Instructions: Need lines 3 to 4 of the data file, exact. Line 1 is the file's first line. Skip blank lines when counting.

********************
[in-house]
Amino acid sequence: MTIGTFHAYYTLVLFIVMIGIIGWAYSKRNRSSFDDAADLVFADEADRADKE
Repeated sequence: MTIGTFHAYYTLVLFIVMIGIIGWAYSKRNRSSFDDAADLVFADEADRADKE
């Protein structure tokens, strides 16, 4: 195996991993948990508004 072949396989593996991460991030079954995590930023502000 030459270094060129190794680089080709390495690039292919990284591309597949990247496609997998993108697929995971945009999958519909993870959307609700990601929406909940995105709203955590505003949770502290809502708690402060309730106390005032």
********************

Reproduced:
Repeated sequence: MTIGTFHAYYTLVLFIVMIGIIGWAYSKRNRSSFDDAADLVFADEADRADKE
């Protein structure tokens, strides 16, 4: 195996991993948990508004 072949396989593996991460991030079954995590930023502000 030459270094060129190794680089080709390495690039292919990284591309597949990247496609997998993108697929995971945009999958519909993870959307609700990601929406909940995105709203955590505003949770502290809502708690402060309730106390005032």